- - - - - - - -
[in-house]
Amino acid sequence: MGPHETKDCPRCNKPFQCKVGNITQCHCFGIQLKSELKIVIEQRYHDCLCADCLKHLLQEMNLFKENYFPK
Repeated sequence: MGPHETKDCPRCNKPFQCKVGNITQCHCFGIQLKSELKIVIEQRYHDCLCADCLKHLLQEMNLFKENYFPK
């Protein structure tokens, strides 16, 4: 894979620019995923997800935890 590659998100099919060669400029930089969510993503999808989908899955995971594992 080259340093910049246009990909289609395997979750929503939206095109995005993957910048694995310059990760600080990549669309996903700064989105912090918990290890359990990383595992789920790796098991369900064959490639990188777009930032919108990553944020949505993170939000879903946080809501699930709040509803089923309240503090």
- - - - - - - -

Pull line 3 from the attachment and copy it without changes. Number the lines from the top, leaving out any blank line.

Repeated sequence: MGPHETKDCPRCNKPFQCKVGNITQCHCFGIQLKSELKIVIEQRYHDCLCADCLKHLLQEMNLFKENYFPK